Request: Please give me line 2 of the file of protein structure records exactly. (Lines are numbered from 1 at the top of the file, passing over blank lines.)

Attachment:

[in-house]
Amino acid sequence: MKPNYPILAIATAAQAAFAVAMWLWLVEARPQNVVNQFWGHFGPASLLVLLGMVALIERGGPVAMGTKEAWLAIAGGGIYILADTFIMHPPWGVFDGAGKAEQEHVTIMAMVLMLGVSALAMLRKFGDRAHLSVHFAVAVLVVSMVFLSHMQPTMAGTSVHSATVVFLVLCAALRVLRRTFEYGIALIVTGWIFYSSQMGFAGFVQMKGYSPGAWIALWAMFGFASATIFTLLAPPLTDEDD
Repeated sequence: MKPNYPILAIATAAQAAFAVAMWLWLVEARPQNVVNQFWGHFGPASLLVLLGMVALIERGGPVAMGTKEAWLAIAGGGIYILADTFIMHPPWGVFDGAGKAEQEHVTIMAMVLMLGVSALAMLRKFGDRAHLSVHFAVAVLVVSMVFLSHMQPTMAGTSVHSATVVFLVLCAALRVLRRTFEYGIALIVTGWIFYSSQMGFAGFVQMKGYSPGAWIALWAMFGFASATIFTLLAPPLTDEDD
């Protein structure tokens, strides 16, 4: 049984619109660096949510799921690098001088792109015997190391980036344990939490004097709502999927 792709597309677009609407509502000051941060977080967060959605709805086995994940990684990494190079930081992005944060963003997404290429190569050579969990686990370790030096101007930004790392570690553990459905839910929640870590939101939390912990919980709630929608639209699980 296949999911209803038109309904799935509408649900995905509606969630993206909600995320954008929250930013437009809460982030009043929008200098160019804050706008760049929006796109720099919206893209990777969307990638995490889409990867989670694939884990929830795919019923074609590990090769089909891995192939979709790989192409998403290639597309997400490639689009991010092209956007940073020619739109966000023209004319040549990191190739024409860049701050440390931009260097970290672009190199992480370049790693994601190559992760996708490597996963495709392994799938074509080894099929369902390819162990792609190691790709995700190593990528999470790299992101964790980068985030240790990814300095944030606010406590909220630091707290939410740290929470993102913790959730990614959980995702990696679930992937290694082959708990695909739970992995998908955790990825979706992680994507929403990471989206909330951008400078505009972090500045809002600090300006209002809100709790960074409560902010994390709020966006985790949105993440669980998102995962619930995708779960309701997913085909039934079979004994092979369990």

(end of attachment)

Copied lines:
Amino acid sequence: MKPNYPILAIATAAQAAFAVAMWLWLVEARPQNVVNQFWGHFGPASLLVLLGMVALIERGGPVAMGTKEAWLAIAGGGIYILADTFIMHPPWGVFDGAGKAEQEHVTIMAMVLMLGVSALAMLRKFGDRAHLSVHFAVAVLVVSMVFLSHMQPTMAGTSVHSATVVFLVLCAALRVLRRTFEYGIALIVTGWIFYSSQMGFAGFVQMKGYSPGAWIALWAMFGFASATIFTLLAPPLTDEDD